In January, the International Olympic Committee (IOC) had set out a path for athletes from the two countries to earn slots for the Olympics through Asian qualifying and to compete as neutrals, with some federations now allowing them back.
Canada bans Russian aluminum and steel imports
Canada banned the import of all Russian aluminum and steel products in a move that Ottawa said was aimed at denying Moscow the ability to fund its war against Ukraine.
“Ukraine can and must win this war. We continue to do everything we can to cut off or limit the revenue used to fund Putin’s illegal and barbaric invasion of Ukraine,” Finance Minister Chrystia Freeland said in a statement.
The ban covers both finished and unfinished products, and would impact the import of products such as aluminum sheets, aluminum containers as well steel tubes and pipes, according to the statement.
“We are ensuring Putin cannot pay for his war by selling aluminum and steel in Canada, in coordination with action taken by the United States today,” Freeland said.
Last month, the United States announced a 200% tariff on Russian aluminum and related products that came into effect on Friday.
Most of Georgian population is pro-Ukrainian, says ex-PM of Georgia
Former Georgia’s prime minister and prominent opposition figure Vano Merabishvili told DW correspondent Amien Essif that there is a sense of “full solidarity” between the peoples of Ukraine and Georgia.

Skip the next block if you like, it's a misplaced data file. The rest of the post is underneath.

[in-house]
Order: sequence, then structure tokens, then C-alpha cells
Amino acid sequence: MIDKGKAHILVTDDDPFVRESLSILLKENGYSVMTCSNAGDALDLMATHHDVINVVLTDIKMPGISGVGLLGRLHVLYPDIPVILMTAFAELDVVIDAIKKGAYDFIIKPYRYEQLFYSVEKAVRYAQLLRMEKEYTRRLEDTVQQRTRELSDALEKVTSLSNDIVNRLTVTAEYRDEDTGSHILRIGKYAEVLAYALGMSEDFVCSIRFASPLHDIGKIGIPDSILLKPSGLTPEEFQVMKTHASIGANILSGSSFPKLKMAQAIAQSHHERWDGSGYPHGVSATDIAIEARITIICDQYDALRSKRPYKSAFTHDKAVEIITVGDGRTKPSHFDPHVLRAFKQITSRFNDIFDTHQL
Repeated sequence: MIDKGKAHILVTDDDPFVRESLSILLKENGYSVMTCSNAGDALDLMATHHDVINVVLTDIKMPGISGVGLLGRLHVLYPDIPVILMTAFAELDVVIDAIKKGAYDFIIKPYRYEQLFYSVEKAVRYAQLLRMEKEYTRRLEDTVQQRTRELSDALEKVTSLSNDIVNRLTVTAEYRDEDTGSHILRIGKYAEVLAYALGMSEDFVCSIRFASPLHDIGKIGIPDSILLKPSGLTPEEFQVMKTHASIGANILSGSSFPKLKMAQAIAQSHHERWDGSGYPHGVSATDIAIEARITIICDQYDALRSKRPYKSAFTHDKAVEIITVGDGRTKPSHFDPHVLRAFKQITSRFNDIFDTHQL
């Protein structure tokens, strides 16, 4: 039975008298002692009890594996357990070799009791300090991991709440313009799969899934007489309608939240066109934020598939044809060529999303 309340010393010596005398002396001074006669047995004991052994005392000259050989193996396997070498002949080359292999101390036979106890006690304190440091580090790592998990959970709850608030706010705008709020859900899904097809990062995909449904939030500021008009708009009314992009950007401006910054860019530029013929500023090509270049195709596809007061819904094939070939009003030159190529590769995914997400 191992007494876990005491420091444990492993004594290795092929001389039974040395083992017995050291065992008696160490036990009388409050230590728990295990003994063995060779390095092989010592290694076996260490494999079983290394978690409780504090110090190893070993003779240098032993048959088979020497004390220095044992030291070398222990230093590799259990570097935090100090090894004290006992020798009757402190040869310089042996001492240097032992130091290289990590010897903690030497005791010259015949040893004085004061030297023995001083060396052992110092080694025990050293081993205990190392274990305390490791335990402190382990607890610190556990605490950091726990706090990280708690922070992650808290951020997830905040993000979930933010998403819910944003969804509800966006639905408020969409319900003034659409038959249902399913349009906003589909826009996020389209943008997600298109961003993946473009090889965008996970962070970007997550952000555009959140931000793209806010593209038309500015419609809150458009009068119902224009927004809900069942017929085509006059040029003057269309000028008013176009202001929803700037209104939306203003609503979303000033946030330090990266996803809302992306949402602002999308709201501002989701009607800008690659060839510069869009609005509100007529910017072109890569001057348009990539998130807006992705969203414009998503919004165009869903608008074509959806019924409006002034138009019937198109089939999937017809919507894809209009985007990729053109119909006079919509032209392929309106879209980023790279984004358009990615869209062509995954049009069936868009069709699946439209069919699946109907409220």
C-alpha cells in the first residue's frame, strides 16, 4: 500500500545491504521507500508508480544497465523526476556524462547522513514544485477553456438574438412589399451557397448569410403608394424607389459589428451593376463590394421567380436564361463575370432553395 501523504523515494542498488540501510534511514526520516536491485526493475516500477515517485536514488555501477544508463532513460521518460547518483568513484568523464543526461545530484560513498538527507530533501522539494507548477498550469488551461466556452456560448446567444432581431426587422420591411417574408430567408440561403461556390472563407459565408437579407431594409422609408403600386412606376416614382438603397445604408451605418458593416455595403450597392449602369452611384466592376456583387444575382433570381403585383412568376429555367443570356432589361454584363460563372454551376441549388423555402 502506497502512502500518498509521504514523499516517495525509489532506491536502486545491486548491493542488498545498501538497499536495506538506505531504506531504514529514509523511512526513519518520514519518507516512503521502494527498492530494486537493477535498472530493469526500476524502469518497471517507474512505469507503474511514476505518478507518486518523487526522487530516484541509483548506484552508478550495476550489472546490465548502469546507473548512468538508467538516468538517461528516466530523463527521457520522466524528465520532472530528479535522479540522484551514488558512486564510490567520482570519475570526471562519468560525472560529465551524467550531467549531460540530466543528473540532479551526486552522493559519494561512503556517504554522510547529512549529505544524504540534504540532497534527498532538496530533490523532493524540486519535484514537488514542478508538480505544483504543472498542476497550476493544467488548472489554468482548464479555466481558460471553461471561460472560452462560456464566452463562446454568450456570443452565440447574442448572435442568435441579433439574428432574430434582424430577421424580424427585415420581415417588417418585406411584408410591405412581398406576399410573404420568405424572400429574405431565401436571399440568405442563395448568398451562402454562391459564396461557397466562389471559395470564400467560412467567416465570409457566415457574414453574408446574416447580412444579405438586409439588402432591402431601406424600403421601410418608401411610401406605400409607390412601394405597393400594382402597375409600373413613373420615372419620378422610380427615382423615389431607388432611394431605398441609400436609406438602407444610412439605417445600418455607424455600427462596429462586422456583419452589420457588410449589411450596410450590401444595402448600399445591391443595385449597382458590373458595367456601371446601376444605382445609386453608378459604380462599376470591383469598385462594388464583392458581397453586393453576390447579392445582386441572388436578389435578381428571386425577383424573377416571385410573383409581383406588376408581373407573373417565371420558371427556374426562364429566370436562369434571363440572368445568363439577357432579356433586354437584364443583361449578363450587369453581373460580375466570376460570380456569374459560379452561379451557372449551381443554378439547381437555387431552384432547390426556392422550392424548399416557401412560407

Merabishvili reminded that Georgia was the first country to feel the Russia aggression. “In 2008 there was war between Russia and Georgia. Russia occupied about 20% of Georgian territory,” he said.
However, according to Merabishvili, the current government of Georgia is pro-Russian. “But most of Georgian population is pro-Ukrainian,” he said.
The latest protests in the center of Tbilisi have shown that Georgian society is pro-European and pro-Ukrainian, the politician said. “And our dream is to change the Georgian foreign policy and become the real members of European Union and NATO,” he said.
G7 renews pledge to support Ukraine energy sector
The Group of Seven (G7) and other like-minded organizations renewed their pledge to support Ukraine’s energy sector, Japan’s Foreign Ministry said after the group convened for a meeting.
Japan’s Foreign Minister Yoshimasa Hayashi said Japan intends to provide about 10 autotransformers and 140 units of power-related equipment to Ukraine, according to a statement released by the Japanese foreign ministry.
During the meeting, which was co-hosted by Hayashi and US Secretary of State Antony Blinken, Hayashi also praised Ukraine for overcoming “the harsh winter despite repeated Russian attacks on energy infrastructure.”
Russia has bombarded Ukraine’s energy infrastructure in recent months, and on Thursday launched missile strikes across Ukraine, killing at least six civilians and forcing a nuclear power plant off the grid.
Paris and London want to put Ukraine in the best possible position
France and Britain said they were in complete agreement on helping Ukraine to defeat the Russian invasion and it should be Kyiv that chooses when any peace talks start.